The EVF

As I understand, the EVF is the same as in the X-T4 – at least that’s what the technical specs suggest. It is still an OLED colour viewfinder with 3.69 million dots. Whether it’s a newer version despite the same specs, I don’t know – but I suspect not. It’s a pity that the higher resolution EVF of the X-H2(S) didn’t make its way in here.

It is worth mentioning that more settings for the EVF boost have been added. You can now select a total of four boost settings – whereby I mainly choose between low light priority and 100P frame rate setting, depending on the situation.

Another good news: Apparently, the basic optical redesign of the viewfinder system was adopted from its sisters of the X-H2 line. The eye point moved only one millimetre to now 24mm, but the magnification increased significantly from 0.75x to 0.8x. In addition, the dioptre adjustment was extended to a range of -5 to +3.

What is really decisive, however, is the clear improvement in optical quality. The image is clearer, you don’t have to look in so exactly in the centre to see the viewfinder displays also quite sharply and without distortions. Well done!

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Video

This is an area that I will address in detail in a separate post when the time comes. Up to now, with all cameras I have always written I have no idea and don’t use the video function. This is now changing more and more – but I’m still not experienced enough to say anything substantial about it.

But one thing should be clear: The X-T5 can of course do video, and at a very high level. You’ll have to find out for yourself whether this is enough for your needs or take a look at other reviews that can describe the subject better than I can.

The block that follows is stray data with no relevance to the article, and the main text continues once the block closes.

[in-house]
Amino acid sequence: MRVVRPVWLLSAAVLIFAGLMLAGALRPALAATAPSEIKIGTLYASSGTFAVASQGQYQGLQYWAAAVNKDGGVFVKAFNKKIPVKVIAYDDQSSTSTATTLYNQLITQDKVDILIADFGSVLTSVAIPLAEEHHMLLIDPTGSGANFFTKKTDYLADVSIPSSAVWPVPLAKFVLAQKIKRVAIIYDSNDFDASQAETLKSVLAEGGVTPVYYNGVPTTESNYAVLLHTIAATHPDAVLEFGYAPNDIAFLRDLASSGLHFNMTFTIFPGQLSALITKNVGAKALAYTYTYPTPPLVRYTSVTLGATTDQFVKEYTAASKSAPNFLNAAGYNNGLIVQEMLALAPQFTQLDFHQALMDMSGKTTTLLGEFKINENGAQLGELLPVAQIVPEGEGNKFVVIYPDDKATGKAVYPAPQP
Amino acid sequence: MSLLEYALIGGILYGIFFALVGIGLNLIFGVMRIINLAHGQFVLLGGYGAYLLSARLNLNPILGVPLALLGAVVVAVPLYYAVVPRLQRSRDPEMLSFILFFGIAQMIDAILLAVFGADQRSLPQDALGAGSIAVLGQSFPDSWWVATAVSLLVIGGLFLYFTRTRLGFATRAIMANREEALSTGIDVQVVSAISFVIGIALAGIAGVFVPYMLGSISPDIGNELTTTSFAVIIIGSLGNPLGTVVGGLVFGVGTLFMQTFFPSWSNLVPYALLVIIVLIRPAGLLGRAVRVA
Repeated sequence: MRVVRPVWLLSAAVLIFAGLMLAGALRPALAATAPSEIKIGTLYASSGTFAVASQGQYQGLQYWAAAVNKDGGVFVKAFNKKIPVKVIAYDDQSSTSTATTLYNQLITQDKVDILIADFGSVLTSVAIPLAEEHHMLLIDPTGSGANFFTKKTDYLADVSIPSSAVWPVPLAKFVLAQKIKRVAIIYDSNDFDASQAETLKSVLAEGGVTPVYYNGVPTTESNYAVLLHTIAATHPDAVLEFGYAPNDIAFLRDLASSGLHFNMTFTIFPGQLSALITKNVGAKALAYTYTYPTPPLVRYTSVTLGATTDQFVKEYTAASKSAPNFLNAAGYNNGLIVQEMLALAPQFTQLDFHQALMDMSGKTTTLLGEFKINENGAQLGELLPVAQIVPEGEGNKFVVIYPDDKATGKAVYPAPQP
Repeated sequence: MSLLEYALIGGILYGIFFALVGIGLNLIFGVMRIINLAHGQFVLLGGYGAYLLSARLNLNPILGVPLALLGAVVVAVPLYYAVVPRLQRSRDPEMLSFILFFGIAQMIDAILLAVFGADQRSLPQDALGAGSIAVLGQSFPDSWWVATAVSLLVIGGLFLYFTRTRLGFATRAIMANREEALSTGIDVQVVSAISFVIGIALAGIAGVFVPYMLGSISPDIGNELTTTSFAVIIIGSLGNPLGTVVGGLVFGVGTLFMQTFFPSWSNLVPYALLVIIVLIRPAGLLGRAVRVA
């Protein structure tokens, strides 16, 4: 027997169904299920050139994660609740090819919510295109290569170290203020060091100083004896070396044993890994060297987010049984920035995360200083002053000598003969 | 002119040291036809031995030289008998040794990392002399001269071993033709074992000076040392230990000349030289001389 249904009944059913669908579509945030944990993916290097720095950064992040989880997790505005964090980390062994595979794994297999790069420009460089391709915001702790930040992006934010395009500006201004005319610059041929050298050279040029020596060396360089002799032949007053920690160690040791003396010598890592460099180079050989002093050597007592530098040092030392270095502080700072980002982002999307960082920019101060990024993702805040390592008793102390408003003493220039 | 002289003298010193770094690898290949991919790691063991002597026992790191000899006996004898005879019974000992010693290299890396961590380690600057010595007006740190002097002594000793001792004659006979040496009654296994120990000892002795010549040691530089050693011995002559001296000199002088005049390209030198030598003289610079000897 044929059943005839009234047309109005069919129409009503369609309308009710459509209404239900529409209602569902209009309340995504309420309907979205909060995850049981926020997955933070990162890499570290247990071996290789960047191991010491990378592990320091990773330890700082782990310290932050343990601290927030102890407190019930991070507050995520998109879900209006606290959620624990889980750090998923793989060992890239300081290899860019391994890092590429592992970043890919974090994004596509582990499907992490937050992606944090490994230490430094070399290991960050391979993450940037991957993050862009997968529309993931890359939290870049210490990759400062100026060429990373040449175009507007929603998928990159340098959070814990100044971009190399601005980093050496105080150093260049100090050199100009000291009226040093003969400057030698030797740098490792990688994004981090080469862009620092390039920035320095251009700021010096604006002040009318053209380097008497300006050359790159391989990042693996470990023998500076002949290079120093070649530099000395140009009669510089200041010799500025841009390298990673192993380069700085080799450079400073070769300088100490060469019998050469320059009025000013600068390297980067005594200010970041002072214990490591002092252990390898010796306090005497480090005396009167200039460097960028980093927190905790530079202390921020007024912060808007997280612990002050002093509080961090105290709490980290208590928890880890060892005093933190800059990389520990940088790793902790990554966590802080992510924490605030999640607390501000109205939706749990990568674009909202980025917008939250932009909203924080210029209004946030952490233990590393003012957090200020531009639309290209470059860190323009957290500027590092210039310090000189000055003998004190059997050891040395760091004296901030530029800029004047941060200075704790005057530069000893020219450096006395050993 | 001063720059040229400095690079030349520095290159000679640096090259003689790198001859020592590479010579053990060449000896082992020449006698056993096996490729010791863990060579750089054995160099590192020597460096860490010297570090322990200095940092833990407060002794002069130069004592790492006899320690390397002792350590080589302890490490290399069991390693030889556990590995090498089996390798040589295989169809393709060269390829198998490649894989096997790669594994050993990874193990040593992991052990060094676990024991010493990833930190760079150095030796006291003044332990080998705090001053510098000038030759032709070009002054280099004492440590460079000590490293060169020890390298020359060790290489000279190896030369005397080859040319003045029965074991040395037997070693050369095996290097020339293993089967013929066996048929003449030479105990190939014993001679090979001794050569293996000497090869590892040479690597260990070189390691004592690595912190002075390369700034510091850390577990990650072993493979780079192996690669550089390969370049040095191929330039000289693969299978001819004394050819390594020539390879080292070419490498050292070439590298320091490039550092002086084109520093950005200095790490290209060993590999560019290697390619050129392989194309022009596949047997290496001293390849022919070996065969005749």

Film simulations

Here we come to a very important point for me. At the same time, this has become a somewhat annoying issue in recent years, but more on that shortly.

I love Fujifilm’s film simulations and use them a lot for my images – even though I usually edit them in Lightroom from the raw files. These film simulations are really unique in the market and if you only want to use the JPGs with them, hey, you really get insane quality and colouring with them. That company is not called Fujifilm without reason. 😉

The X-T5 does not come with a new film simulation, but at least all 19 currently possible simulations (with variants) are on board. And that brings me to my point of criticism. Where are the newer film simulations for at least the current cameras, e.g. the X100V and the X-Pro3?

I shoot the X-T5 parallel with the other cameras and have assigned all seven custom settings with personalised film simulations. Unfortunately, one of my settings is based on Bleach Bypass, another on Nostalgic Neg. And with that, both the X100V and the X-Pro3 would be out of the running for a shooting – at least as far as the JPGs and the viewfinder view are concerned. What a pity! Fortunately, there is a way to get around this disadvantage with a hack in Lightroom, at least for the raw files.

For non-printed documentary work, I sometimes really love Bleach Bypass

What about Kaizen?

Where is the Kaizen? I can understand that Fujifilm might not want to transfer all currently possible settings and algorithms to slightly older cameras. After all, they also want to sell new cameras. But the film simulations should already – as far as always technically possible – be added. Especially when, as with the X100 and X-Pro series, there are no more up-to-date cameras yet. Come on Fujifilm, pull yourselves together!